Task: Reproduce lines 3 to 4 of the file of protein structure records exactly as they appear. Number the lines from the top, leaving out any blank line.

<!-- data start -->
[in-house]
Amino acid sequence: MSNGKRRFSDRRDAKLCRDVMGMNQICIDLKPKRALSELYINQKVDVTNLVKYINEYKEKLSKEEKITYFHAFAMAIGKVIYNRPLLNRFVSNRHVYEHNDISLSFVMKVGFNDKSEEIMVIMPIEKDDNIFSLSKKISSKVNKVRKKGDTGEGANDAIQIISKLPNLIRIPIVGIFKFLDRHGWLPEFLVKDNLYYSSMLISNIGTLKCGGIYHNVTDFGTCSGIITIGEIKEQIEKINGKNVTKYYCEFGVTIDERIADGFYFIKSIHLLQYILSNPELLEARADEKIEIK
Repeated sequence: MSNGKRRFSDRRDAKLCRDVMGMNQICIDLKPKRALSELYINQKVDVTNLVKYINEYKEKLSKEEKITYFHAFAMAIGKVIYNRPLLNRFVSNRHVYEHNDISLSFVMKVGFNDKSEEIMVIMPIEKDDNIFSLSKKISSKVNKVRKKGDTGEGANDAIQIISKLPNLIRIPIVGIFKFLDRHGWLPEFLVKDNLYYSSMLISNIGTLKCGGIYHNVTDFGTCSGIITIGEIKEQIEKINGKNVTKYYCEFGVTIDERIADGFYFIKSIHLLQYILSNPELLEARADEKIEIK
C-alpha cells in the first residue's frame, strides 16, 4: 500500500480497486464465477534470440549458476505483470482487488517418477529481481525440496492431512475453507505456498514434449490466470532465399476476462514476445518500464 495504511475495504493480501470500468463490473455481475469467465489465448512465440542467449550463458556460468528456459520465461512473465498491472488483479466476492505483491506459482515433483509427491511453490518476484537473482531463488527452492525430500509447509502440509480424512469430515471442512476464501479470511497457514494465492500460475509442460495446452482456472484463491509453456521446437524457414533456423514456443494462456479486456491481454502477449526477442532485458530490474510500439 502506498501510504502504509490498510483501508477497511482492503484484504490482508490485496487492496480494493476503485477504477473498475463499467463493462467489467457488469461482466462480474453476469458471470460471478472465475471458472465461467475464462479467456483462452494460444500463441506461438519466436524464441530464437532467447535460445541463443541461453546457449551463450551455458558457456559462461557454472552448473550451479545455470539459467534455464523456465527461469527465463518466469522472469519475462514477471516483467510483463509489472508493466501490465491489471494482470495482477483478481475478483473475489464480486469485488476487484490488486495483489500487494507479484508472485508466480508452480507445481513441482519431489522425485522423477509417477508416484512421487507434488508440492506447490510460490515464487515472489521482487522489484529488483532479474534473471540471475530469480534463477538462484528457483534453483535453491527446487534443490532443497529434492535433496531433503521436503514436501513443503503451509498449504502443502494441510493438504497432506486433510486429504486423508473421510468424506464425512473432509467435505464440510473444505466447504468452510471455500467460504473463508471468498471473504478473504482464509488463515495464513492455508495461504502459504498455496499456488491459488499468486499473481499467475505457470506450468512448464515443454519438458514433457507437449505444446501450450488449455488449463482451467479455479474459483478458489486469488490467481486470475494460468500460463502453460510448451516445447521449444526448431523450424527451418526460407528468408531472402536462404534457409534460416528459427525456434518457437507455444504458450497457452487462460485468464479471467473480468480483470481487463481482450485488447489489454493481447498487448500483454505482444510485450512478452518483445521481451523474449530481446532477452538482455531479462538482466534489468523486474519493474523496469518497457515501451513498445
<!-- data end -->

Repeated sequence: MSNGKRRFSDRRDAKLCRDVMGMNQICIDLKPKRALSELYINQKVDVTNLVKYINEYKEKLSKEEKITYFHAFAMAIGKVIYNRPLLNRFVSNRHVYEHNDISLSFVMKVGFNDKSEEIMVIMPIEKDDNIFSLSKKISSKVNKVRKKGDTGEGANDAIQIISKLPNLIRIPIVGIFKFLDRHGWLPEFLVKDNLYYSSMLISNIGTLKCGGIYHNVTDFGTCSGIITIGEIKEQIEKINGKNVTKYYCEFGVTIDERIADGFYFIKSIHLLQYILSNPELLEARADEKIEIK
C-alpha cells in the first residue's frame, strides 16, 4: 500500500480497486464465477534470440549458476505483470482487488517418477529481481525440496492431512475453507505456498514434449490466470532465399476476462514476445518500464 495504511475495504493480501470500468463490473455481475469467465489465448512465440542467449550463458556460468528456459520465461512473465498491472488483479466476492505483491506459482515433483509427491511453490518476484537473482531463488527452492525430500509447509502440509480424512469430515471442512476464501479470511497457514494465492500460475509442460495446452482456472484463491509453456521446437524457414533456423514456443494462456479486456491481454502477449526477442532485458530490474510500439 502506498501510504502504509490498510483501508477497511482492503484484504490482508490485496487492496480494493476503485477504477473498475463499467463493462467489467457488469461482466462480474453476469458471470460471478472465475471458472465461467475464462479467456483462452494460444500463441506461438519466436524464441530464437532467447535460445541463443541461453546457449551463450551455458558457456559462461557454472552448473550451479545455470539459467534455464523456465527461469527465463518466469522472469519475462514477471516483467510483463509489472508493466501490465491489471494482470495482477483478481475478483473475489464480486469485488476487484490488486495483489500487494507479484508472485508466480508452480507445481513441482519431489522425485522423477509417477508416484512421487507434488508440492506447490510460490515464487515472489521482487522489484529488483532479474534473471540471475530469480534463477538462484528457483534453483535453491527446487534443490532443497529434492535433496531433503521436503514436501513443503503451509498449504502443502494441510493438504497432506486433510486429504486423508473421510468424506464425512473432509467435505464440510473444505466447504468452510471455500467460504473463508471468498471473504478473504482464509488463515495464513492455508495461504502459504498455496499456488491459488499468486499473481499467475505457470506450468512448464515443454519438458514433457507437449505444446501450450488449455488449463482451467479455479474459483478458489486469488490467481486470475494460468500460463502453460510448451516445447521449444526448431523450424527451418526460407528468408531472402536462404534457409534460416528459427525456434518457437507455444504458450497457452487462460485468464479471467473480468480483470481487463481482450485488447489489454493481447498487448500483454505482444510485450512478452518483445521481451523474449530481446532477452538482455531479462538482466534489468523486474519493474523496469518497457515501451513498445